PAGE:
Along the wall running parallel with the joists, I was able to rip more sheets of Styrofoam into pieces I could wedge between a joist that was about an inch off the block. I then sealed off this area with Great Stuff spray foam. There’d be no way I could stuff fiberglass down in this gap, and if I sprayed it entirely with Great Stuff (which would have worked) it would have taken a long time and a zillion cans of goop.
Sound work. Between adjoining rooms, I ripped sheets of Styrofoam at a full thickness to fit between the studs. I could have used sound deadening batts, but there were a couple of challenges: First, the bays were a full 2-by-3 so the batts (at 3-1/2 inches) would have been slightly overstuffed. Second, studs (like the floor joists) were randomly spaced so each panel had to be cut. Sawing through the rigid panels is a snap, so they went in quickly and snugly.
I was left with all kinds of cut-offs from the rigid foam, so I used them over windows and in other areas instead of batts. Nothing went to waste, which I like.
In essence, I was building a new room from scratch, so I framed it just as if I were building a new house by pulling all of my layout lines from one corner.
The framing was pretty straightforward. The only thing to point out is that instead of tripled-up framing in the corners to create a nailing surface for drywall, I use “chicken ladders”—blocking cut like ladder rungs—to create the nailing surface and a cavity I could insulate (wood is not a great insulator).
But, because I had to weave in an HVAC return chase through the existing floor joists (spaced randomly), I paid special attention to where the chase laid out and moved studs accordingly to save myself backpedaling later on.
Also, I had to be sure none of the new electrical ran through the planned HVAC chase, so I made sure to lay out all of these plans well ahead of time with my electrician.
Scheduling is critical for every project. It’s hard to avoid surprises, but it’s also important to try to make a master schedule so work is completed when it makes sense, and is scheduled at a point when it’s easiest for each trade to complete their work. That’s why I felt lucky when my electrician was able to do the rough-in before I started full-bore insulation. And I know he appreciates that he could just go ahead and pull all the wires and place all the device boxes without having to wire around insulation. Not only would that have made him feel less pleased with me as a client, but the hassle would also jump up his hours, and my bill, too.
Insulation, Part II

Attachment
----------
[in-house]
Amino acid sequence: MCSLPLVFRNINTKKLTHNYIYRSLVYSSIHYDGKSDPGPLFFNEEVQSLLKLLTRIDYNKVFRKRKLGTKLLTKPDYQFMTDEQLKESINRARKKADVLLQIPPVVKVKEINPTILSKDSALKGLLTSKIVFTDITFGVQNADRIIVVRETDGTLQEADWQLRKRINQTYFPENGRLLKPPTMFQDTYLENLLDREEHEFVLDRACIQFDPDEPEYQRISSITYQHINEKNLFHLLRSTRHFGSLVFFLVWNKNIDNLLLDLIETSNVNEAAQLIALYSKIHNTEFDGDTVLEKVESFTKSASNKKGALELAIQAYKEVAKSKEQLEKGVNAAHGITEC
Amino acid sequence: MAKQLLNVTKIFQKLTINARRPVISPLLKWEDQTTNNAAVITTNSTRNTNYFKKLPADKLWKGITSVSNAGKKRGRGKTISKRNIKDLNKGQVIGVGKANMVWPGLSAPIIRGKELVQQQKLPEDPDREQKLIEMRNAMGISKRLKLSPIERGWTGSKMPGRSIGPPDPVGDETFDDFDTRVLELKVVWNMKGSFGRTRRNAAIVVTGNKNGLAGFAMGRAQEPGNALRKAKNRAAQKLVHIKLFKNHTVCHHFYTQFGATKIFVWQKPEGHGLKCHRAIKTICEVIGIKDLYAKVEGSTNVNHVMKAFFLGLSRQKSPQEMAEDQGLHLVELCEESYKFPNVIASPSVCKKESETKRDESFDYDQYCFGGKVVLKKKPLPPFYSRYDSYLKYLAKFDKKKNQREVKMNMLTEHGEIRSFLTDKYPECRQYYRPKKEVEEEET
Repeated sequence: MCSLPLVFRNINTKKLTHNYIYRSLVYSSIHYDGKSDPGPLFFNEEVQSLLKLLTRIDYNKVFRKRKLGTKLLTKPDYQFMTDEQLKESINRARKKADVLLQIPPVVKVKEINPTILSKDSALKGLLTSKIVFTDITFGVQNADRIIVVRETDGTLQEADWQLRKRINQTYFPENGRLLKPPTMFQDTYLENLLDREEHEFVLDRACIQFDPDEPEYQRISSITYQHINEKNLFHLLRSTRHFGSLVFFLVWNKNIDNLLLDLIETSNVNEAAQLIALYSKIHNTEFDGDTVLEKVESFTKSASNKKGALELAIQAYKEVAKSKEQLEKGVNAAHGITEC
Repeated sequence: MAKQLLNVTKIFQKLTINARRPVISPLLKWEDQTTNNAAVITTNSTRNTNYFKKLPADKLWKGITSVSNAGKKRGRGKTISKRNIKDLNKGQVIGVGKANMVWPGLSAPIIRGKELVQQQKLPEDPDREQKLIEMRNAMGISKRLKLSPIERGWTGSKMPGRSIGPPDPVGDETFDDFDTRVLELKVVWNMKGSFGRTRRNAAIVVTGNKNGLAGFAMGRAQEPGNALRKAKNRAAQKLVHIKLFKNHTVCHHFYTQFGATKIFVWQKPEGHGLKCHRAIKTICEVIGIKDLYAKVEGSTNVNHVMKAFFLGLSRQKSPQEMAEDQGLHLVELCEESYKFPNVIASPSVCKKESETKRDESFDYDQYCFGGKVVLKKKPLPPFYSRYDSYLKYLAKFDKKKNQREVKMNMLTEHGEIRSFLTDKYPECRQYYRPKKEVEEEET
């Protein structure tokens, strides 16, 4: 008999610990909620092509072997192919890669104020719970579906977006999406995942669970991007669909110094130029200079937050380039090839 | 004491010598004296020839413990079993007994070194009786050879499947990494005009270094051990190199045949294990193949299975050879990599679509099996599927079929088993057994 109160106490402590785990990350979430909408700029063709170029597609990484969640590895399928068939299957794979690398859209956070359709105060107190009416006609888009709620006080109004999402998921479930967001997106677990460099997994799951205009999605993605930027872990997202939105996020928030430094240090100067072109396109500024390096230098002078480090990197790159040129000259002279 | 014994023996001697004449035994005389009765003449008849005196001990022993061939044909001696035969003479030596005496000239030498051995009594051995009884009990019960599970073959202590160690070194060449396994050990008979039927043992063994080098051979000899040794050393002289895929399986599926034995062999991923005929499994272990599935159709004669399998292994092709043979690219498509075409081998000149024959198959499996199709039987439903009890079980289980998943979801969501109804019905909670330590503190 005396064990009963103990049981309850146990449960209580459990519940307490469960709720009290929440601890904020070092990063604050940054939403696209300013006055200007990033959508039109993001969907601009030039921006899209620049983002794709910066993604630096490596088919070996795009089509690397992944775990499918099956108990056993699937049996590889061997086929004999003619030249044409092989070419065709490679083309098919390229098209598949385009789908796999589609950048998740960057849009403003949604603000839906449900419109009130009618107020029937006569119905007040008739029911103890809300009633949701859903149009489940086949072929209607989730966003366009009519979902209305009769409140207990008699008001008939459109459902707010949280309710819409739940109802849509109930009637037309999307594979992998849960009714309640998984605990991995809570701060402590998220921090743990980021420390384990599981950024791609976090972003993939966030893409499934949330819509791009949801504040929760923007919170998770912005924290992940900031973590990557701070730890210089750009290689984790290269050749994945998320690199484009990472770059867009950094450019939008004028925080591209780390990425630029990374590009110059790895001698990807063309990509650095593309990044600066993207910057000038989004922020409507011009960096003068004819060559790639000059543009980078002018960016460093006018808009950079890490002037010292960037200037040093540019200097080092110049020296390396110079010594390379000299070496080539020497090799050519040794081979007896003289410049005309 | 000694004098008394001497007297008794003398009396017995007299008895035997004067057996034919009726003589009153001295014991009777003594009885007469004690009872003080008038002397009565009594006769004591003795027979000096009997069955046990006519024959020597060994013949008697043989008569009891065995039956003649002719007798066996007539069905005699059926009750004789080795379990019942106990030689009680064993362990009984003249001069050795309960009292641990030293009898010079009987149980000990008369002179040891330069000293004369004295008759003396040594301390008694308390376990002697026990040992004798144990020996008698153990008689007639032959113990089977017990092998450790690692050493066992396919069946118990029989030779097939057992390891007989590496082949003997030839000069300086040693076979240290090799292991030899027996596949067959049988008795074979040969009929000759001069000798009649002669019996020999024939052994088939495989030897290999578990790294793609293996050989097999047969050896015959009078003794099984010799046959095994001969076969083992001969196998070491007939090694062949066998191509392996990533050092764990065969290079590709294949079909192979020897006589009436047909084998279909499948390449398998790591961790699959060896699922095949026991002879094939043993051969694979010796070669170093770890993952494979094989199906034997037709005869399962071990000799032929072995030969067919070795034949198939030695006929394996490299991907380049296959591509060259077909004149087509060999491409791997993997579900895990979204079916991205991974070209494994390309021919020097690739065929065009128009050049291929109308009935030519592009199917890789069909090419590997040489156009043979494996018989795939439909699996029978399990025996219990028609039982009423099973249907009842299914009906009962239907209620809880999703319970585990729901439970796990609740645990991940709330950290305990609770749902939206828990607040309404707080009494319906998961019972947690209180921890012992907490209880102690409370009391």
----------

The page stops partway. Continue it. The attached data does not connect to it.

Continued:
After the electrical was roughed in, packing the bays with R-13 fiberglass batts was a snap.
Don’t squeeze me in. Insulation is supposed to be fluffy, not vacuum-sealed into the walls. If you cram it in, you’ll get lower thermal performance. It’s the air pockets inside the pink fluffy matter—not the pick fluffy stuff itself—that really does the work of trapping heat and keeping your house at your desired temperature. Compressing the insulation chokes off layers of those little air pockets. To keep the insulation fluffy in these bedroom walls, I carefully notched it around electrical devices rather than simply stuffing the full batts around a box or around any blocking. For wires, it’s best to slice the insulation up the middle and wrap the wire (like a sandwich) rather than jam it behind—or in front of—the wire.
I reached for my hammer tacker to secure the paper ears on the batts of insulation to the surrounding framing. It’s important not to move randomly around the batt, and to start at a fixed point when affixing the insulation. I like to start at the top and work my way down. This way the batt doesn’t sag while I’m tacking it in place, preventing a possible gap between the top of the stud bay and the bottom of the top plate.
I like to hang rock myself when possible and profitable. The main benefit is that I can control the amount of bulk material moving through a home while—hopefully—avoiding any possible damage to other finished spaces along the way.
Finishing the drywall is another story. While I’m pretty good at getting a nice smooth seamless-looking finish, my subs can do an impeccable job somewhere on the order of a thousand times faster and better than I can. And using subs doesn’t hurt my bottom line at all. I’m freed up to move other parts of my projects forward, so in the end, I actually save money on the job by working at high efficiency.
Insulating walls is great, but if the windows are leaking like sieves, you’ve still got huge energy problems and an investment into a Swiss cheese palace.
So, the last phase of tightening the building seal is replacing the two windows with new vinyl replacements. I’ve picked out a window with a Low-E coating and argon gas between the glass. Instead of bright white, I’m going for Simonton’s new Driftwood color, which will give a nice contrast to the eventual high-gloss white trim around the windows. And while the windows will save energy costs throughout the year, they also have the neat upgrade not included in the originals—they can stay open without any special rigging.